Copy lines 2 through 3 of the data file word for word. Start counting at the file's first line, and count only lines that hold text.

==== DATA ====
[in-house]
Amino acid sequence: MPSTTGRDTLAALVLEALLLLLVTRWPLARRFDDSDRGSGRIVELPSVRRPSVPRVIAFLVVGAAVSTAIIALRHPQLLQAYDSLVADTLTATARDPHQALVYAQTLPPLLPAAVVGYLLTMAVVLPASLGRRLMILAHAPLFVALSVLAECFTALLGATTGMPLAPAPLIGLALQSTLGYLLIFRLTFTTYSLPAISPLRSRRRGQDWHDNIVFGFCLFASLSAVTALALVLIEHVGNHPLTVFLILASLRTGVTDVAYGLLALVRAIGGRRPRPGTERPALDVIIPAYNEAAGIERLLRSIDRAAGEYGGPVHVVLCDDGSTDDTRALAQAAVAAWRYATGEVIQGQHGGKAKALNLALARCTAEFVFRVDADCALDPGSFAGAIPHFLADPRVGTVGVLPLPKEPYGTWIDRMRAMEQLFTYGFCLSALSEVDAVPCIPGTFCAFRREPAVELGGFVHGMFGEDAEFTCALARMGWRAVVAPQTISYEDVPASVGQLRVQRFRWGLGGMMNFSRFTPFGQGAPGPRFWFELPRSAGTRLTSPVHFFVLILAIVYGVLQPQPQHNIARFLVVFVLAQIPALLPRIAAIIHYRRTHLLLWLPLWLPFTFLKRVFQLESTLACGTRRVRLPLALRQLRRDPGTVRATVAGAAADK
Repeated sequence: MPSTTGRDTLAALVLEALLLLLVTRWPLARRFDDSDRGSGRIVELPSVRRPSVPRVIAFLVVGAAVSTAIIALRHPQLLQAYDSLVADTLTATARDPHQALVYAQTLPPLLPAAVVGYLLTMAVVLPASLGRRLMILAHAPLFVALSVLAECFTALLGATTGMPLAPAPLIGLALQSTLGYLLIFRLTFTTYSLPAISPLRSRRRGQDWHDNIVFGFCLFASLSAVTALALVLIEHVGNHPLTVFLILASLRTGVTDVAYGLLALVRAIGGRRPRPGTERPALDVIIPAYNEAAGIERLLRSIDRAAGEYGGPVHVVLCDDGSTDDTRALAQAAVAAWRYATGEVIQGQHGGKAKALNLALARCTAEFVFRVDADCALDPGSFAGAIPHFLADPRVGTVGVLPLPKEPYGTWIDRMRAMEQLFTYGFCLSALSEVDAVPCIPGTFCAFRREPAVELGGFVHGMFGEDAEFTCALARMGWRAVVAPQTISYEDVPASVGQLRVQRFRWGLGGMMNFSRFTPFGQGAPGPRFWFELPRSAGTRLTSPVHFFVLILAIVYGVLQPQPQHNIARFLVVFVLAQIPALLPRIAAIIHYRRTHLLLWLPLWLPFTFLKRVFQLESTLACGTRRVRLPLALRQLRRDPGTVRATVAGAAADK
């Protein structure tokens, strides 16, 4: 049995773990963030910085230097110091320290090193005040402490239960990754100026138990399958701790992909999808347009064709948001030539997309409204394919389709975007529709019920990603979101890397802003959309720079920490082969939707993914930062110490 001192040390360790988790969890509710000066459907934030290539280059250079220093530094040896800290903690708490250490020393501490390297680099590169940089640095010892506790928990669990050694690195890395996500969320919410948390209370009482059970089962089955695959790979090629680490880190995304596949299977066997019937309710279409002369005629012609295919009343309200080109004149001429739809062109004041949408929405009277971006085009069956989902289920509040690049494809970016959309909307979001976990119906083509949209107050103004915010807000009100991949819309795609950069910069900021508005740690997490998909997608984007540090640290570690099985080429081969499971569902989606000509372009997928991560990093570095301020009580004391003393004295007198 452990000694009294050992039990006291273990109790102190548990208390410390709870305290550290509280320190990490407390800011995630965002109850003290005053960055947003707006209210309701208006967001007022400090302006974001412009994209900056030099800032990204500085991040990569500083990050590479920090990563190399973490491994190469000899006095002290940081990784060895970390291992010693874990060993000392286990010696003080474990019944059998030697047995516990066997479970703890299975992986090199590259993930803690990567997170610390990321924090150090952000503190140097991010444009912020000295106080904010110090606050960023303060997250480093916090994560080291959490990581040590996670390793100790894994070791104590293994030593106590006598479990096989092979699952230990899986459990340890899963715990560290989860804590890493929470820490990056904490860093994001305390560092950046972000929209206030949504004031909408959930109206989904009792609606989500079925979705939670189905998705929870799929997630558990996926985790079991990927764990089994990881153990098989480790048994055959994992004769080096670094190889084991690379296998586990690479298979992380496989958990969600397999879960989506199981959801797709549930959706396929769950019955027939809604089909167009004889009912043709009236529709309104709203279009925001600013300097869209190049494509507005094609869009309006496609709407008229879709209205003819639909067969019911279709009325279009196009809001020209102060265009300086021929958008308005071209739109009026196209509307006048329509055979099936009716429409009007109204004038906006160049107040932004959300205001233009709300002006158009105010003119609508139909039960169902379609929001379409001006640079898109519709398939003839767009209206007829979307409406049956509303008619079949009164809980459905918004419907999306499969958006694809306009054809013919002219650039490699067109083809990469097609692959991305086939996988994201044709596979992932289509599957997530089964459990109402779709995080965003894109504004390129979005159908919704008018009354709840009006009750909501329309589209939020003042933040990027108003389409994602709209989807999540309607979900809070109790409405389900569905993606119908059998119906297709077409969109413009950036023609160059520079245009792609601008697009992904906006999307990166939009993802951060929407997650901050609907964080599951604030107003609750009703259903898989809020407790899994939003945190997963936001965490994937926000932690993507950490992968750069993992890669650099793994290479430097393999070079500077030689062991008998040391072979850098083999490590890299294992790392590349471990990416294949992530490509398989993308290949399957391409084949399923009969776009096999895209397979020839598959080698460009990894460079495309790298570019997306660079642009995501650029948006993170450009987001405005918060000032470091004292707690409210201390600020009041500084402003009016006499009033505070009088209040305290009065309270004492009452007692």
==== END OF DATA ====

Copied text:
Amino acid sequence: MPSTTGRDTLAALVLEALLLLLVTRWPLARRFDDSDRGSGRIVELPSVRRPSVPRVIAFLVVGAAVSTAIIALRHPQLLQAYDSLVADTLTATARDPHQALVYAQTLPPLLPAAVVGYLLTMAVVLPASLGRRLMILAHAPLFVALSVLAECFTALLGATTGMPLAPAPLIGLALQSTLGYLLIFRLTFTTYSLPAISPLRSRRRGQDWHDNIVFGFCLFASLSAVTALALVLIEHVGNHPLTVFLILASLRTGVTDVAYGLLALVRAIGGRRPRPGTERPALDVIIPAYNEAAGIERLLRSIDRAAGEYGGPVHVVLCDDGSTDDTRALAQAAVAAWRYATGEVIQGQHGGKAKALNLALARCTAEFVFRVDADCALDPGSFAGAIPHFLADPRVGTVGVLPLPKEPYGTWIDRMRAMEQLFTYGFCLSALSEVDAVPCIPGTFCAFRREPAVELGGFVHGMFGEDAEFTCALARMGWRAVVAPQTISYEDVPASVGQLRVQRFRWGLGGMMNFSRFTPFGQGAPGPRFWFELPRSAGTRLTSPVHFFVLILAIVYGVLQPQPQHNIARFLVVFVLAQIPALLPRIAAIIHYRRTHLLLWLPLWLPFTFLKRVFQLESTLACGTRRVRLPLALRQLRRDPGTVRATVAGAAADK
Repeated sequence: MPSTTGRDTLAALVLEALLLLLVTRWPLARRFDDSDRGSGRIVELPSVRRPSVPRVIAFLVVGAAVSTAIIALRHPQLLQAYDSLVADTLTATARDPHQALVYAQTLPPLLPAAVVGYLLTMAVVLPASLGRRLMILAHAPLFVALSVLAECFTALLGATTGMPLAPAPLIGLALQSTLGYLLIFRLTFTTYSLPAISPLRSRRRGQDWHDNIVFGFCLFASLSAVTALALVLIEHVGNHPLTVFLILASLRTGVTDVAYGLLALVRAIGGRRPRPGTERPALDVIIPAYNEAAGIERLLRSIDRAAGEYGGPVHVVLCDDGSTDDTRALAQAAVAAWRYATGEVIQGQHGGKAKALNLALARCTAEFVFRVDADCALDPGSFAGAIPHFLADPRVGTVGVLPLPKEPYGTWIDRMRAMEQLFTYGFCLSALSEVDAVPCIPGTFCAFRREPAVELGGFVHGMFGEDAEFTCALARMGWRAVVAPQTISYEDVPASVGQLRVQRFRWGLGGMMNFSRFTPFGQGAPGPRFWFELPRSAGTRLTSPVHFFVLILAIVYGVLQPQPQHNIARFLVVFVLAQIPALLPRIAAIIHYRRTHLLLWLPLWLPFTFLKRVFQLESTLACGTRRVRLPLALRQLRRDPGTVRATVAGAAADK